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Volunteer Compensation Texas

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  • Volunteer Compensation Texas

    Anyone have any experience working with compensating volunteers?

    Situation: We are a nonprofit educational organization and as a result we rely heavily upon volunteer labor. Volunteers work in the office, kitchen, facility maintenance and teaching positions. Volunteers stay anywhere from a few days to several years. In return for their labor, all volunteers receive free meals at the campus cafeteria as well as receive free lodging in dorms, apartments or campus homes. We also operate 2 retail stores on campus (bookstore and clothing store) as well as a golf course.

    1) Can a volunteer exchange their "labor" for free housing/meals without reporting this as taxable income? Do I have any reporting requirements for the value of meals and lodging a volunteer receives? I noticed on the 1099 MISC instructions about reporting taxable fringe benefits to nonemployees.
    See page MISC-6. A couple of places I've read indicate the simple expectation of receiving meals and lodging can create an employer-employee relationship.

    2) Are we allowed to pay a nomial fee less than minimum wage to a volunteer for their work? (We are covered as an enterprise under FLSA) Volunteers do not travel for our organization nor do they incurr any expenses directly related to performing volunteer sevices. This nomial fee would simply pay for their own personal items such as cosmetics, clothing unrelated to volunteering, personal spending money etc.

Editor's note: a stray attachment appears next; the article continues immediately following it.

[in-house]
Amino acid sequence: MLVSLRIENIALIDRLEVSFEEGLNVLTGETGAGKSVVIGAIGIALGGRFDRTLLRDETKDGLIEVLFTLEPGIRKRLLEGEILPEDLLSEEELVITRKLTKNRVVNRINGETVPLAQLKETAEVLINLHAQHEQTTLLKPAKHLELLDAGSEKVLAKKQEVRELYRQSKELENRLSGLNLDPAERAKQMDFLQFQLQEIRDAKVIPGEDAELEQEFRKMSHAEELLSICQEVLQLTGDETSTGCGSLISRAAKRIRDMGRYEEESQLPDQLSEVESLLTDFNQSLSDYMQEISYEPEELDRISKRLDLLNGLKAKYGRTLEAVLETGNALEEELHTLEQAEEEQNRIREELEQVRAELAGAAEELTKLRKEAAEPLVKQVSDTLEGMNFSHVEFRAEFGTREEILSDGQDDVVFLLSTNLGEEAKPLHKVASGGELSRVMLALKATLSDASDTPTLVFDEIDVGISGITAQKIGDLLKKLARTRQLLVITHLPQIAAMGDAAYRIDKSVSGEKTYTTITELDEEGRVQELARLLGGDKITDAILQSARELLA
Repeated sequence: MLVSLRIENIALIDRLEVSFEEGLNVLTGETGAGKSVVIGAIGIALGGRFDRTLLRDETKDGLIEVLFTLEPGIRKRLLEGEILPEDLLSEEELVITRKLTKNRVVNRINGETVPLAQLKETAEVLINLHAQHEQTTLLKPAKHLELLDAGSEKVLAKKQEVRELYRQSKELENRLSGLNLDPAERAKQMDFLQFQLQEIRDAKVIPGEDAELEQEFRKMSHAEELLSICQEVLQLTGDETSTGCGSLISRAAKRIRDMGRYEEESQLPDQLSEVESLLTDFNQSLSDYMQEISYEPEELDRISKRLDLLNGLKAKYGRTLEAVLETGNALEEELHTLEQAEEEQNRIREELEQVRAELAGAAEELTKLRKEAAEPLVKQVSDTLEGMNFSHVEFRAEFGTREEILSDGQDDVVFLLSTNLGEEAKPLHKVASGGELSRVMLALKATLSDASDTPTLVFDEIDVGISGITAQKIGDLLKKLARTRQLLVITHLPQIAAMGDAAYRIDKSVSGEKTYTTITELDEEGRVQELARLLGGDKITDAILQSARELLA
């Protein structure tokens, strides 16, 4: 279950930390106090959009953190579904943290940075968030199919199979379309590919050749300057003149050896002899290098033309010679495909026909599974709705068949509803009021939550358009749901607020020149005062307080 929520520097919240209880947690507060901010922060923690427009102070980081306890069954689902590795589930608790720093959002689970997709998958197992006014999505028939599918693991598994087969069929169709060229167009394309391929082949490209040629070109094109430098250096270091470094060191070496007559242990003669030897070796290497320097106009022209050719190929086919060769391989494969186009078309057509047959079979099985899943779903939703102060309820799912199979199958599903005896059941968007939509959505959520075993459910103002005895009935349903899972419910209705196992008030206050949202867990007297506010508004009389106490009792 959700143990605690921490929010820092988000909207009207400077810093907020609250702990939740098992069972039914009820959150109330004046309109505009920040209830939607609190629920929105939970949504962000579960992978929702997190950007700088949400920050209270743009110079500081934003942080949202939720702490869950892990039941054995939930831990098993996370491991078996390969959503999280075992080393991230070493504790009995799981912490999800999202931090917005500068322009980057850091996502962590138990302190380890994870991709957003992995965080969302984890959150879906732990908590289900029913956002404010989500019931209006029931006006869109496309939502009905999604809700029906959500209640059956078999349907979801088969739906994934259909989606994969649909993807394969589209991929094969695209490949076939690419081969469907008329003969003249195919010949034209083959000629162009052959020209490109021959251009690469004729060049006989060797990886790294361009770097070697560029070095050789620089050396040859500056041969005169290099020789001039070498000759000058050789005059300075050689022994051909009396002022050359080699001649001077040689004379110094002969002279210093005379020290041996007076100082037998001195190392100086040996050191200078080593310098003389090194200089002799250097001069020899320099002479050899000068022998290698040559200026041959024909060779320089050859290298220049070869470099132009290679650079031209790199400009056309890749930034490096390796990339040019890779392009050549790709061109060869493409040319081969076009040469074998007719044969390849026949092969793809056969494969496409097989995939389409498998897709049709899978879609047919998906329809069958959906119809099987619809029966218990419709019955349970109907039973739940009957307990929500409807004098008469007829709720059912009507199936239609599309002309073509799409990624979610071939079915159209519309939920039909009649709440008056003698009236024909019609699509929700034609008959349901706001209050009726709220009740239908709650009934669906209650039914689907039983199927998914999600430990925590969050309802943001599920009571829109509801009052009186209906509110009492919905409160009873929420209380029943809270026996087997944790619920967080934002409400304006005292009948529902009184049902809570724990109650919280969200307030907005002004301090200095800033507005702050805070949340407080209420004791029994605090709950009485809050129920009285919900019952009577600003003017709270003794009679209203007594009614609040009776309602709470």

3) If a nomial fee is allowed, is this a W-2 or 1099 issue?

    4) In my limited research, it is my understanding we should stay away from using volunteers in our retail stores and golf course since these activities are being operated for a "common business purpose". Any comments regarding this?

  • #2
    This is actually more of a federal DOL issue. IRS does not care if you ever pay these people. HOWEVER, if any payment is made, and this would include "stuff", not just money, then IRS takes an interest because they want their cut.

    Federal DOL has rules (FLSA law) that says absent some very specific exceptions that all employees are paid at least minimum wage and overtime for all hours worked. So your main issue is whether or not federal (and state) DOL will allow you to avoid paying MW/OT. Then if you do pay something (not just cash), then IRS will have their hand out for taxes. Again, there are a few exceptions but these exceptions are not automatic. Volunteers is not really an IRS issue per se.

    The problem with playing 1099 games is that IRS has to agree with you that the workers are not employees.,00.html


    IMO, you really need to talk to a local attorney. I know that I have read about court cases where the government did not agree with this sort of handling, but this is not the sort of thing I had much interest in and did not bother taking notes.
    "Reality is that which, when you stop believing in it, doesn't go away".
    Philip K. **** (1928-1982)


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